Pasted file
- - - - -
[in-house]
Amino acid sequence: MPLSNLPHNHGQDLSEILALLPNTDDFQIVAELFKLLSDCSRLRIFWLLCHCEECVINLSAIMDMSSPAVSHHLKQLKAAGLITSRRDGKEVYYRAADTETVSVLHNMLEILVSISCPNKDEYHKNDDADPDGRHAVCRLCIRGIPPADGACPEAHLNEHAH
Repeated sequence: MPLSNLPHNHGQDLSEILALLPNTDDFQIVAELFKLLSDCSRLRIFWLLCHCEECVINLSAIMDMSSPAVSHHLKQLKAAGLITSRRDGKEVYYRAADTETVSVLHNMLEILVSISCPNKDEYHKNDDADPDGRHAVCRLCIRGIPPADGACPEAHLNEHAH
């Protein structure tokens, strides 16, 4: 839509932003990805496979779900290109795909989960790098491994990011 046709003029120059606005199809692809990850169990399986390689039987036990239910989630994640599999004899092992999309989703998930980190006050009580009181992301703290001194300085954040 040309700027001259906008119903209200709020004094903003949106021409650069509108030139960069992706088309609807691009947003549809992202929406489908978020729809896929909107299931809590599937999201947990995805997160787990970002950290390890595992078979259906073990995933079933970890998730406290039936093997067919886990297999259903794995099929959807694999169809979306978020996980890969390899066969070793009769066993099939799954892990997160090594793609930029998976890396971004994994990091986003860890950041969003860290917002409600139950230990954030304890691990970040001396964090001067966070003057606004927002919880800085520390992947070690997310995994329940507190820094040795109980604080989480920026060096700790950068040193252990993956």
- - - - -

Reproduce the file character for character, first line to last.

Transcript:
[in-house]
Amino acid sequence: MPLSNLPHNHGQDLSEILALLPNTDDFQIVAELFKLLSDCSRLRIFWLLCHCEECVINLSAIMDMSSPAVSHHLKQLKAAGLITSRRDGKEVYYRAADTETVSVLHNMLEILVSISCPNKDEYHKNDDADPDGRHAVCRLCIRGIPPADGACPEAHLNEHAH
Repeated sequence: MPLSNLPHNHGQDLSEILALLPNTDDFQIVAELFKLLSDCSRLRIFWLLCHCEECVINLSAIMDMSSPAVSHHLKQLKAAGLITSRRDGKEVYYRAADTETVSVLHNMLEILVSISCPNKDEYHKNDDADPDGRHAVCRLCIRGIPPADGACPEAHLNEHAH
């Protein structure tokens, strides 16, 4: 839509932003990805496979779900290109795909989960790098491994990011 046709003029120059606005199809692809990850169990399986390689039987036990239910989630994640599999004899092992999309989703998930980190006050009580009181992301703290001194300085954040 040309700027001259906008119903209200709020004094903003949106021409650069509108030139960069992706088309609807691009947003549809992202929406489908978020729809896929909107299931809590599937999201947990995805997160787990970002950290390890595992078979259906073990995933079933970890998730406290039936093997067919886990297999259903794995099929959807694999169809979306978020996980890969390899066969070793009769066993099939799954892990997160090594793609930029998976890396971004994994990091986003860890950041969003860290917002409600139950230990954030304890691990970040001396964090001067966070003057606004927002919880800085520390992947070690997310995994329940507190820094040795109980604080989480920026060096700790950068040193252990993956």